Is it live, or is it Memorex? Two of the top local astronomy events of the week are on tape with real-time discussion, while we can look up in the sky any night and watch the two brightest planets draw ever closer to each other.
Science on Screen
Though we had not heard of this series before, Science on Screen returns to the Grand Cinema in Tacoma at 6:45 this evening, June 22. The evening will include a viewing of the 2011 science fiction film Another Earth, in which a duplicate of our planet is discovered within the solar system, and a discussion titled, “Is Anyone Out There?” The discussion leader will be Hillary Stephens, director of the Pierce College Science Dome planetarium.
The concept of Science on Screen was started by the Coolidge Corner Theater in Boston. The program creatively pairs films with lively introduction lessons by scientists. It returns to Tacoma and Pierce County for a second year thanks to a grant from the Alfred P. Sloan Foundation and the Coolidge Corner Theatre Foundation.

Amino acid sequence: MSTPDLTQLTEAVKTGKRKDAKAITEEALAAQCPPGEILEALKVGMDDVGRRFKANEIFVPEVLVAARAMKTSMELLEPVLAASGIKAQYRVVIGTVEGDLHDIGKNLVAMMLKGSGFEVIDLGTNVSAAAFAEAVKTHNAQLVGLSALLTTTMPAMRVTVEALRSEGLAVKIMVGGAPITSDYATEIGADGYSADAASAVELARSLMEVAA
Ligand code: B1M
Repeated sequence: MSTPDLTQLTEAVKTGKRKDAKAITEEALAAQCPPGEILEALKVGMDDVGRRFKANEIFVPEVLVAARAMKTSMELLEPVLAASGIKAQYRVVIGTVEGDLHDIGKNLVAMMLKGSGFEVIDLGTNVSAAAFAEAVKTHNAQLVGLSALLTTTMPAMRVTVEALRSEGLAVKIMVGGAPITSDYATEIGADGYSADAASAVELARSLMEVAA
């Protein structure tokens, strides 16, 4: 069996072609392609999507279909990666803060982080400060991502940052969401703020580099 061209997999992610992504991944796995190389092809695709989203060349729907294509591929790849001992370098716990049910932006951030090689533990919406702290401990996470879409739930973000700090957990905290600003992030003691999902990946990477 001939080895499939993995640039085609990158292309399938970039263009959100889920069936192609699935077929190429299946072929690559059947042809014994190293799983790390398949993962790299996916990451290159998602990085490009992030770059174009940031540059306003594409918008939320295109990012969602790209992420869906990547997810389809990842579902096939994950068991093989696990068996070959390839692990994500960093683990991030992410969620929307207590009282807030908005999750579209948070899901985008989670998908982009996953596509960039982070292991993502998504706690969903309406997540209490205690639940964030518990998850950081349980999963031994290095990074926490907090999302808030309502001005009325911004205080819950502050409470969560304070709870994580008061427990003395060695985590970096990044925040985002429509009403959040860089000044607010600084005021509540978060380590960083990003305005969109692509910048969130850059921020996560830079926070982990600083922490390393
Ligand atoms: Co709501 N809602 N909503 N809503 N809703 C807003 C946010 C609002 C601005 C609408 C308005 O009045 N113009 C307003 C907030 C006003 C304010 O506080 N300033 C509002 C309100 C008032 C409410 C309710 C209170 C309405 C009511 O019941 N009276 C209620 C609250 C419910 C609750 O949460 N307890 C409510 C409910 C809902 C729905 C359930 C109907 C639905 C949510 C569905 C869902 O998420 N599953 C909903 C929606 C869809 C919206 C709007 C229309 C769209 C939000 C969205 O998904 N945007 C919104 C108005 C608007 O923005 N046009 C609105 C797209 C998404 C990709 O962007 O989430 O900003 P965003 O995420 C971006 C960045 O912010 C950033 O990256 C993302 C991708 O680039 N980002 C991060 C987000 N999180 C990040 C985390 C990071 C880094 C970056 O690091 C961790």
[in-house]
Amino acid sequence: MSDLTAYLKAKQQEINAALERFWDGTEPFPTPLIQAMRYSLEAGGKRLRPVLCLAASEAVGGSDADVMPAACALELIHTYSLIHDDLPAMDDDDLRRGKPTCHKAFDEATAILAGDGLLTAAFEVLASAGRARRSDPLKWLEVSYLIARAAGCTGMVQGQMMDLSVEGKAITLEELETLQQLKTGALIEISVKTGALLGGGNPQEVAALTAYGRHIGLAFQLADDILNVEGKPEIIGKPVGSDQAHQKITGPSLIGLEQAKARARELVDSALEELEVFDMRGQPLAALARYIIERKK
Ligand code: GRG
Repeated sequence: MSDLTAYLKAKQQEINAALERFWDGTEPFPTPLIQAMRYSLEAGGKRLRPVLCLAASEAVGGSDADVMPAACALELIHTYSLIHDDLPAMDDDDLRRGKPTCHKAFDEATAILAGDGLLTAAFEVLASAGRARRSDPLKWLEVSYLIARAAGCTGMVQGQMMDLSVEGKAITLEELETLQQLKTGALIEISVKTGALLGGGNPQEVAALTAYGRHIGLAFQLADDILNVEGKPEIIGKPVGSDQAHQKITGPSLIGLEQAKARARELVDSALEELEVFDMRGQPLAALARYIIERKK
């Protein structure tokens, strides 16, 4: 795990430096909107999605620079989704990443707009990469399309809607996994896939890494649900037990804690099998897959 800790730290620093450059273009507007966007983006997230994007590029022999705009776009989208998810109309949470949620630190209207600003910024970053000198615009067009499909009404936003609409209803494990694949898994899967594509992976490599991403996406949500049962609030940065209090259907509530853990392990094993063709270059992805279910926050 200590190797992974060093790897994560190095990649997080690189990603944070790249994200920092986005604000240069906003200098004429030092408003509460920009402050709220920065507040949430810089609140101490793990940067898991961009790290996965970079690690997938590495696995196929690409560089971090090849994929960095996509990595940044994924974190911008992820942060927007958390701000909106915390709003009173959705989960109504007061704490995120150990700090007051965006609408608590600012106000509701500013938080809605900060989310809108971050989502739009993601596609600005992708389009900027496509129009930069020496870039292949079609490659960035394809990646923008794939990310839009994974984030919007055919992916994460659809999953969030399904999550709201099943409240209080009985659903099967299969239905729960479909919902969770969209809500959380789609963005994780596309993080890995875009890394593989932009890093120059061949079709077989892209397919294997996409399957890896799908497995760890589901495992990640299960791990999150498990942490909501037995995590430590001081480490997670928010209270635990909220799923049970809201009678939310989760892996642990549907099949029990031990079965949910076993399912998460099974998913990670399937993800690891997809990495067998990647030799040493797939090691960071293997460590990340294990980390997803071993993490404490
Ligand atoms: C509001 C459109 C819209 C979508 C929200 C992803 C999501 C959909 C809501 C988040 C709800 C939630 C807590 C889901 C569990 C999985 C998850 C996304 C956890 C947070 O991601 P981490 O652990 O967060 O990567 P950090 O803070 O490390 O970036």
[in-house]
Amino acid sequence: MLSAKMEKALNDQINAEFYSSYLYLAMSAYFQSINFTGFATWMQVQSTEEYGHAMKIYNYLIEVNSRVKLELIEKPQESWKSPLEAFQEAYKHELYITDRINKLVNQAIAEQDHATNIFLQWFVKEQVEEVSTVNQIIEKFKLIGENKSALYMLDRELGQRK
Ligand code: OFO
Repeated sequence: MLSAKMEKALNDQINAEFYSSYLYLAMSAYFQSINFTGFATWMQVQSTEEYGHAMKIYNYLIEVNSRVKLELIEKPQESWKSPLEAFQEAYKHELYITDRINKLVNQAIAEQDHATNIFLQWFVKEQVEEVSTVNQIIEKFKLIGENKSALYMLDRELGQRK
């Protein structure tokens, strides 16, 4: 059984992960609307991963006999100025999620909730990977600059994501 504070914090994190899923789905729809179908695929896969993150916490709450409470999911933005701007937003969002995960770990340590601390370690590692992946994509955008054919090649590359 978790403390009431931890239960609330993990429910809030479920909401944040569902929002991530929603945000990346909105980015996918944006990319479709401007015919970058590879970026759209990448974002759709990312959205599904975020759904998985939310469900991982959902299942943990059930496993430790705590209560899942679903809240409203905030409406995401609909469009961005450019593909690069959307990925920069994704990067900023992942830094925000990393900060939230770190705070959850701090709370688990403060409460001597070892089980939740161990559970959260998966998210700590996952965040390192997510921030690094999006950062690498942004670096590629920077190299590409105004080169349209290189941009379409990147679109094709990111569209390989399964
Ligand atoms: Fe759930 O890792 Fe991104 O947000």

Astronomy on Tap
Astronomy on Tap Seattle returns to Bad Jimmy’s Brewing Company in Ballard at 7 p.m. Wednesday, June 24. This time the topic will be Cosmos on tap, as attendees will view episode number one of the original Cosmos series featuring Carl Sagan. Graduate students in astronomy at the University of Washington are the presenters of Astronomy on Tap. This will be their fourth event since launching this spring, and it’s always fun and informative.
A guest speaker will be on hand Wednesday to introduce the show, lead a Q&A, and discuss what has changed since Sagan created this groundbreaking series. Also promised: Cosmos trivia, Cosmos bingo, prizes, and fun. Astronomy and beer; you can’t beat it! It’s free, but please RSVP so they know how many to expect.
Venus and Jupiter draw closer
The two beacons of the twilight sky, Jupiter and Venus, continue to draw closer and closer together in the west each day as dusk settles in. The Moon joined the dance the last several nights, but now it’s just the two brightest planets doing their little dance. They’ll appear barely over two degrees apart by Friday, and they’ll be at their closest next Tuesday, June 30, when they’ll be just a third of a degree apart and will easily fit into the low-power field of view of a telescope.
Check Sky & Telescope‘s “This Week’s Sky” feature for more observing highlights, and bookmark the Seattle Astronomy calendar to keep up on local astro events.